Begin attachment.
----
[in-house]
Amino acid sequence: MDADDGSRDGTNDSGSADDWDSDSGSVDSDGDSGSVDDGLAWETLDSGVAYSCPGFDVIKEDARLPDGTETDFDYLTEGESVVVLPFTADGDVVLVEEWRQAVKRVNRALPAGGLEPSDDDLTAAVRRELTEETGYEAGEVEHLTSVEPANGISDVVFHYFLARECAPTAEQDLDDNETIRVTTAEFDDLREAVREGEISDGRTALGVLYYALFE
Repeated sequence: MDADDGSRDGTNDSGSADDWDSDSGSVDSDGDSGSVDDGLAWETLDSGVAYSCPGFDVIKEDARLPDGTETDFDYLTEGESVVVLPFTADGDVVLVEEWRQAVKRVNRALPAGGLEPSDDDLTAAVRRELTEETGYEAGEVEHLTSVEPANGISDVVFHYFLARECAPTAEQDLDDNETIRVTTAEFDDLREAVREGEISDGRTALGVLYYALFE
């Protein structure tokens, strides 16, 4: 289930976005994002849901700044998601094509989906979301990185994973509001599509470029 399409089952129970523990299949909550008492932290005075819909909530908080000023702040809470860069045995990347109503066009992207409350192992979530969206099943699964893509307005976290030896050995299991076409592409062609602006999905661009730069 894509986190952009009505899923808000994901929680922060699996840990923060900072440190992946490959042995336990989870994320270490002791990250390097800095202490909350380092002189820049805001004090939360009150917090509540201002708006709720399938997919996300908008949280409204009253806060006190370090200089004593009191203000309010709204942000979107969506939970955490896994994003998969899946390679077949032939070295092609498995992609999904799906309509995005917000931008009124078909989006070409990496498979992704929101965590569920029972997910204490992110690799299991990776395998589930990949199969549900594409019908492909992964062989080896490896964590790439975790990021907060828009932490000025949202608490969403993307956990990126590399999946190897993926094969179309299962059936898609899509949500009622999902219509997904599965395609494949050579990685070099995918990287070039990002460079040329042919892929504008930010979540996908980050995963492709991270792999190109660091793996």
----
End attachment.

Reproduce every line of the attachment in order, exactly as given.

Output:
[in-house]
Amino acid sequence: MDADDGSRDGTNDSGSADDWDSDSGSVDSDGDSGSVDDGLAWETLDSGVAYSCPGFDVIKEDARLPDGTETDFDYLTEGESVVVLPFTADGDVVLVEEWRQAVKRVNRALPAGGLEPSDDDLTAAVRRELTEETGYEAGEVEHLTSVEPANGISDVVFHYFLARECAPTAEQDLDDNETIRVTTAEFDDLREAVREGEISDGRTALGVLYYALFE
Repeated sequence: MDADDGSRDGTNDSGSADDWDSDSGSVDSDGDSGSVDDGLAWETLDSGVAYSCPGFDVIKEDARLPDGTETDFDYLTEGESVVVLPFTADGDVVLVEEWRQAVKRVNRALPAGGLEPSDDDLTAAVRRELTEETGYEAGEVEHLTSVEPANGISDVVFHYFLARECAPTAEQDLDDNETIRVTTAEFDDLREAVREGEISDGRTALGVLYYALFE
């Protein structure tokens, strides 16, 4: 289930976005994002849901700044998601094509989906979301990185994973509001599509470029 399409089952129970523990299949909550008492932290005075819909909530908080000023702040809470860069045995990347109503066009992207409350192992979530969206099943699964893509307005976290030896050995299991076409592409062609602006999905661009730069 894509986190952009009505899923808000994901929680922060699996840990923060900072440190992946490959042995336990989870994320270490002791990250390097800095202490909350380092002189820049805001004090939360009150917090509540201002708006709720399938997919996300908008949280409204009253806060006190370090200089004593009191203000309010709204942000979107969506939970955490896994994003998969899946390679077949032939070295092609498995992609999904799906309509995005917000931008009124078909989006070409990496498979992704929101965590569920029972997910204490992110690799299991990776395998589930990949199969549900594409019908492909992964062989080896490896964590790439975790990021907060828009932490000025949202608490969403993307956990990126590399999946190897993926094969179309299962059936898609899509949500009622999902219509997904599965395609494949050579990685070099995918990287070039990002460079040329042919892929504008930010979540996908980050995963492709991270792999190109660091793996």